i have sung all my life I cant remember ever not singing.. My biggest draw back when I was young was shyness. I sung at my grandmothers farm every Sunday we would sit round the fire and sing I cant remember how I started to sing but I just sang. Church;s junior choir, school choir, just around the house. Gave away choir when I had my children but still sang around the house and at parties. I took up singing in a choir when my husband took ill and was diagnosed with Alzheimer’s This was.on the advice of a Physiologist. The best advice anyone has ever given me. My husband died over 10 years ago after a long battle with Alzheimer’s, he was diagnosed in the early 1990’s so it was a long journey. I put my good health and sanity down to my singing it has given me so much enjoyment. I wouldn’t have a clue if it is Neuroscience of Singing I’m not that clever. However I’m still singing loving it and still learning. I agree anyone can sing, for some it may take a bit more time but eventually they will be able to hold a tune.
    You make friends with people from all walks of life, you bond , you laugh and you cry when things go wrong but you pick yourself up put a smile on your face and get ready for the next rehearsal or concert.

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  4. Absolutely correct!
    the (un)described emotions and feelings we get
    participating in a chorus or a band or just singing all together in a party or sited around a table
    make us feel better at the end of thw day.
    So,
    let ‘s keep singing!

  5. When I was scared walking in the city at night I would sing, when my daughter was a newborn and cried so much I didn’t know what to do I would sing, and last night as I was getting my kids ready for bed I became frustrated and wanted to yell I sang instead. The effect was transformative on all of us. Yes! I love this article! thank you!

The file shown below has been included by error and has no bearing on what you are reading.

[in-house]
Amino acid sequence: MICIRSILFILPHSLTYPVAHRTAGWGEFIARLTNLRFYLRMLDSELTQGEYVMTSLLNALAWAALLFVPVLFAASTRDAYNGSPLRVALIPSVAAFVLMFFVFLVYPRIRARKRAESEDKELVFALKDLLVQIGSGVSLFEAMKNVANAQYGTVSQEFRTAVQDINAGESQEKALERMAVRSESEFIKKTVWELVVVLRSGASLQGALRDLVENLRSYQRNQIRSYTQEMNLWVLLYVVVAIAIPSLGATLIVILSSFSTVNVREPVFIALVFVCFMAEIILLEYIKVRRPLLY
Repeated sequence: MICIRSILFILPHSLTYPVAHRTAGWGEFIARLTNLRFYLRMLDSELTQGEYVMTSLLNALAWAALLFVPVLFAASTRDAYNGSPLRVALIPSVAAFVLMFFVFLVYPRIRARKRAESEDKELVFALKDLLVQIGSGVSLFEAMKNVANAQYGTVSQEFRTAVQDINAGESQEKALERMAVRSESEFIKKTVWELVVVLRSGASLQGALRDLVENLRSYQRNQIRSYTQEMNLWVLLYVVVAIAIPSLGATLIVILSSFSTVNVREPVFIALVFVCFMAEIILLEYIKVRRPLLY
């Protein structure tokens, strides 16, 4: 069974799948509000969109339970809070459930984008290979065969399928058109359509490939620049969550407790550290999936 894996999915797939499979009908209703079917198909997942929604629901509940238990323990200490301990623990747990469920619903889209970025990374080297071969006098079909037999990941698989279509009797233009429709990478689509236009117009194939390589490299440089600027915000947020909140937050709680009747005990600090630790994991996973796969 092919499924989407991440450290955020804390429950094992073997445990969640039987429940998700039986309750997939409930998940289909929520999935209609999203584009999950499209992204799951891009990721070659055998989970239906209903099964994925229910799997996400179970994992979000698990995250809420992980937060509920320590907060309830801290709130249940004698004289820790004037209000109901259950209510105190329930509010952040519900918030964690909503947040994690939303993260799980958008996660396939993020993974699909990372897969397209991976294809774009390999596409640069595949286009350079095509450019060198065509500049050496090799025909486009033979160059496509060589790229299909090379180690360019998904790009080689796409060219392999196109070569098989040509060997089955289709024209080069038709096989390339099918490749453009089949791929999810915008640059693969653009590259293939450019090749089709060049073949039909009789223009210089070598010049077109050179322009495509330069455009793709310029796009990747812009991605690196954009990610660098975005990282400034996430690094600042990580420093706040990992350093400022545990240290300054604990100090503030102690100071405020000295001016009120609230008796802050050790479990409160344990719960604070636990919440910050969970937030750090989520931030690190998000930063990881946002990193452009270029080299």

6. One way that your heart beat gets in synch when you are singing the same song, is that you tend to breathe at the end of a line, so you all breathe in the same place, you are singing the words at the same speed, and your hearts fall into the same rhythm. Also, if you have perfect pitch, and you are near someone singing the same part, who also has perfect pitch, the exhilaration and enjoyment is multiplied! This has happened to me on several occasions, and you just want to keep singing; it feels really great. I think that might have to do with wave theory. If you and someone else are on the exact same pitch, then you are technically emitting the same wave lengths (I think), and the harmonics just naturally feel good!
    I haven’t read through all the other comments yet, so if someone has already brought this up, sorry!

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    Sabe’ apanha mais joga’

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  8. I like the gist of the article, but I’d sure like to see a citation to the research that shows heartbeats become synchronized.

  9. No citations will ever come about. Miguel Indurain had a heart rate of around 30 or 40 while some people with fybromialgia can have heart rates over 100. Age, heart size physical conditon rested or not rested effect the heart rate. Its not possible. There is no research. This all BS

  10. So encouraging – wonderfully inspiring. I now live alone – is singing alone beneficial to me, or must it be in groups like your article says?

  11. I love this. I was expecting more scientific reference that would have been interesting to learn, but the anecdotal stories of its effect, particularly with group singing are a motivator for me. I will look for ways to do that!